States going to court to challenge mileage rule

The Trump Administration unveiled on Thursday proposed rulemaking for rolling back Obama-era fuel economy standards for automakers, recommending the freezing of the mile-per-gallon standards for passenger cars and light trucks after model year 2020.

Auto jobs were not a major part of administration officials' case Thursday for the rollbacks.

The Trump administration on Thursday announced plans to freeze fuel efficiency requirements for the nation's cars and trucks through 2026 - a massive regulatory rollback likely to create potential upheaval in the nation's automotive market.

He said in a statement that the organization would challenge the administration's action "in the court of public opinion and the court of law". That rule - hammered out with states, the EPA, and auto makers - called for increasing fuel economy standards to 54.5 miles per gallon for model years 2022 through 2025.

"It's a proposal that attacks the states' right to protect people from risky pollution, one that no one -- not the American public, not the states, not even most automakers -- really wants, and one that's being presented to the public under the false and easily discredited guise of improving public safety", the statement continued.

"With today's release of the administration's proposals, it's time for substantive negotiations to begin", Gloria Bergquist, a spokeswoman for the Alliance of Automobile Manufacturers, said in a statement to the New York Times. Securing America's Future Energy, a group dedicated to reducing independence on oil, noted that vehicle prices have actually fallen 3 percent since 2013, even as overall inflation increased 8 percent.

"Current estimates indicate that the proposed SAFE Vehicles Rule would save over 500 billion dollars in societal costs and reduce highway fatalities by 12,700 lives (over the lifetimes of vehicles through [model year] 2029)", the agencies state.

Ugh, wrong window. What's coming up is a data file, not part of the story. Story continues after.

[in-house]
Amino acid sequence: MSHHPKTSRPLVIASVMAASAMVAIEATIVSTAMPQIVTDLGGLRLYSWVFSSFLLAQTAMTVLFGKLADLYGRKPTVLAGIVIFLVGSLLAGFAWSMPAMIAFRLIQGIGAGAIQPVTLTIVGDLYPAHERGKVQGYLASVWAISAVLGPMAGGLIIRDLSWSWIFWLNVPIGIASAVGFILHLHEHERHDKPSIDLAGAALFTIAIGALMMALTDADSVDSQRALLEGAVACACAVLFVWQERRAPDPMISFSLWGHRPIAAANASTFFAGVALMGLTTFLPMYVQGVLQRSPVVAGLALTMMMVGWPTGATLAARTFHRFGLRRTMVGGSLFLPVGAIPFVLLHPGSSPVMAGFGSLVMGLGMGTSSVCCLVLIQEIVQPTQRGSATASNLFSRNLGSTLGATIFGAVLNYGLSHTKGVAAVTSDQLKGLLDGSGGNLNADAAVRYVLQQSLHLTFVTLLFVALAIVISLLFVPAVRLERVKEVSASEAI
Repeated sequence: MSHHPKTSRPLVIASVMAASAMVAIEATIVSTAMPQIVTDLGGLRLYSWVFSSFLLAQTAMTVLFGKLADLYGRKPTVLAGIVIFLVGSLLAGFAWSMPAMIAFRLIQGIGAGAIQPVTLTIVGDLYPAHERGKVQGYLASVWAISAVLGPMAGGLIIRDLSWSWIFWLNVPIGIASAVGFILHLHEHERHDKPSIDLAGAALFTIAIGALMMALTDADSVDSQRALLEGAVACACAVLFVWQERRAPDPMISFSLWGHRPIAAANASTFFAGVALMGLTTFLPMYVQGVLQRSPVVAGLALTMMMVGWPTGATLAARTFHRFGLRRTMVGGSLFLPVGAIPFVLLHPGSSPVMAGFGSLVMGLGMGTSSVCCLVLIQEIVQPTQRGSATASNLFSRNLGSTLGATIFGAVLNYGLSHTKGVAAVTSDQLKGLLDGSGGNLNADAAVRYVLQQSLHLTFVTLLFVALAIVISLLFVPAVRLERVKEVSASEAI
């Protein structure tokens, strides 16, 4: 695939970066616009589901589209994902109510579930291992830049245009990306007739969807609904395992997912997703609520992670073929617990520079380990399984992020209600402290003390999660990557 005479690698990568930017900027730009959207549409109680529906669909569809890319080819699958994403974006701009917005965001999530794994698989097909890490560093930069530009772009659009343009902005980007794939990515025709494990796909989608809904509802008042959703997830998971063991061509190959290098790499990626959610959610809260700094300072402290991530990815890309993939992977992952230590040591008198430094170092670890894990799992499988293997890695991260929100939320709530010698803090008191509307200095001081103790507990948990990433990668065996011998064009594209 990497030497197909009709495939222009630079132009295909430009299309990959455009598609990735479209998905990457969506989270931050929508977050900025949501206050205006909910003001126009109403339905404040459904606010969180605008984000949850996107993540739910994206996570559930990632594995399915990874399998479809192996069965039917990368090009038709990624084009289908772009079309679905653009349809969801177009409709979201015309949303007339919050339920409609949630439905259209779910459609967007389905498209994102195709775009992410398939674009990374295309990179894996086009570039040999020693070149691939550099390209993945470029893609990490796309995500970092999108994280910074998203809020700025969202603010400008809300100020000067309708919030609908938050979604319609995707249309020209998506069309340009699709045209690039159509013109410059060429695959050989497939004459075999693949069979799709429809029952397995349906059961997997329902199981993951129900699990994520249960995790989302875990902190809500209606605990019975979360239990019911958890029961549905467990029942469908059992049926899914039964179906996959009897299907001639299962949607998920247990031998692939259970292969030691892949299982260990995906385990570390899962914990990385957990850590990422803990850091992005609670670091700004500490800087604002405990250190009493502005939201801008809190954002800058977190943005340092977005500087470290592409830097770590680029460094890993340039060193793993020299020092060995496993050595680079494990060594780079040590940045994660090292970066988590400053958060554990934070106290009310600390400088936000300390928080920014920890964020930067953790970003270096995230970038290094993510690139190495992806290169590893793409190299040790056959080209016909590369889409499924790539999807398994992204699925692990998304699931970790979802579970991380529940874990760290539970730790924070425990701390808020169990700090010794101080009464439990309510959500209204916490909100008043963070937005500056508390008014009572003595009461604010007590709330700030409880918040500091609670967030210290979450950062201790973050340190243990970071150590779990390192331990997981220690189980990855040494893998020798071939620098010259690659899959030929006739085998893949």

The Obama administration had planned to keep toughening fuel requirements through 2026, saying those and other regulations on vehicles would save 40,000 lives annually through cleaner air.

The argument may prove a tough sell in court, where attorneys for states and environmental groups will come armed with a wealth of data undermining it.

"The fleet of new vehicles today is the most fuel efficient ever, and they have gotten safer every year", said Luke Tonachel, director of clean vehicles and fuels at the Natural Resources Defense Council.

The affordability argument ignores thousands of dollars of saving in fuel costs for each driver over the life of a vehicle, opponents of the rollbacks said. He assured them he would, ordering his EPA chief and Transportation secretary to try to broker a deal with California.

At a May meeting in the White House, auto firms appealed to Trump to tap the brakes on the administration's aggressive rollback plan. Currently California has a special waiver under the Clean Air Act to enact stricter rules than those at the federal level. In May, California and 16 other states filed a preemptive lawsuit arguing the rollback would be illegal.

©2018 Los Angeles Times, Distributed by Tribune Content Agency, LLC. "If you want to clean up your air, they throw federalism right out the window, I've had it with the so-called pro-business conservatives who ignore what actual industry leaders say is best for business".